My CrossFit Level 1 Cert was actually very helpful for me in this transition. They discuss nutrition a lot in the class, and they make a fairly strong case for a Paleo like diet. So trying to drive motivation from potentially increasing my strength and overall fitness is something I’ve been focused on during this transition. Whether or not I’m picking up gains from a placebo effect remains to be seen, however there is a lot of personal data on this for me.

I had plateaued a bit on some things, and my BeyondTheWhiteboard.com level has been holding strong in the low 30s for some time. So we’ll see if that gets moving. It jumped 2 points this last week, thanks in large part to my Murph PR :)

More to come on this for sure. Now it’s time to get back to my bacon…

2014 CrossFit Central East Regionals

Hyatt Lobby

My daugher and I had a fantastic time at the Regionals competition last weekend.

Anyone who claims CrossFit not to be a sport, has not experienced it through the eyes of a 4 year old fan.

The event was lacking nothing. Teams, crowds, sponsors, judges (making calls for us to argue for years to come), announcers, cheering, winners, entertainment, and above all, tons of fun.

It was a great production, very well ran. We had an absolute blast, and it created memories that will last for my lifetime, and I’m sure my daughter’s as well.

Thank you CrossFit! And big Congrats to Team HyperFit! and Julie Foucher! You made us all proud and even more happy with how well you all performed!!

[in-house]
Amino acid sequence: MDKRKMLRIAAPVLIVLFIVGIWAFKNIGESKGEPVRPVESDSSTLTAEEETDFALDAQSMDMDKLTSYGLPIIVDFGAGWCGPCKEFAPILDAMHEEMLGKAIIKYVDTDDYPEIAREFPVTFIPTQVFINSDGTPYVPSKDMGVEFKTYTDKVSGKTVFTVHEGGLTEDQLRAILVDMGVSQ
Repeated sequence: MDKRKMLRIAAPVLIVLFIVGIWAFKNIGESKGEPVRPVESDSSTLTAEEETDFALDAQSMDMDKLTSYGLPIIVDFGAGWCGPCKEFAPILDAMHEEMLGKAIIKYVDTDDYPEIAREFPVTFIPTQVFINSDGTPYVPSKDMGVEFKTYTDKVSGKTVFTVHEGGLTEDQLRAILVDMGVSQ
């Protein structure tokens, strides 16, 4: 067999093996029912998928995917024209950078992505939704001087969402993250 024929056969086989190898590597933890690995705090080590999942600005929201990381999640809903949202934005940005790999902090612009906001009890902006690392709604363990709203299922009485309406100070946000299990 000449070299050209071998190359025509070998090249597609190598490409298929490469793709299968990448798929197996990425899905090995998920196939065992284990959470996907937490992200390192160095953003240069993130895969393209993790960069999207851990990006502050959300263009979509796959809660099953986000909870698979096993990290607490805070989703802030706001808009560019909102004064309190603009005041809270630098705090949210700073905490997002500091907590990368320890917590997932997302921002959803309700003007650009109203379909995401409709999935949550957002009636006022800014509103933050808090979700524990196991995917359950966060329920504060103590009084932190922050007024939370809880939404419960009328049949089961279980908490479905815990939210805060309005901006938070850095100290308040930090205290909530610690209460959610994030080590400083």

Here’s a link to my pix from the event:

https://www.facebook.com/jason.harper/media_set?set=a.10152121409156186.1073741836.657761185&type=1

And here’s a few shots of us hanging out and supporting the team… and taking some pool time in ;)

Reebok Crossfit Games 2014 Central East Regionals crowd Reebok Crossfit Games 2014 Central East Regionals pool 2 Reebok Crossfit Games 2014 Central East Regionals Pool

 

Andy’s Take on Deadlifts

A friend and reader of my blog sent me a note, which I’m posting with his permission. He had a few points to make about deadlifts, and he doesn’t quite agree with my position. I’m still in the flat back camp, but I wanted to share another point of view.

Hi Jason!

Deadlifts are my favorite lift and that was my favorite WOD ever. So, I’m not complaining.

As far as “flat back”, I disagree. You don’t want rounded like that photo you captured, but you should keep the natural curvature of the lumbar spine (so your lower back may look rounded towards your ass). Keep those shoulders pinned back and you should have the look you are describing. I love the deadlift because it is what it is. Get a massive amount of weight from point A to point B – with the finish position judged as the standard. I wouldn’t want to judge whether they looked pretty or not doing it. Sometimes it turns into a s**t show and the lifter should be responsible for their own health. They’ve been warned/coached. Maybe it doesn’t make a great CrossFit WOD addition because it really isn’t safe to do a large volume of deadlifts. I’ve often thought that more than 5 in a row was cardio. I prefer sets of 3 or 1.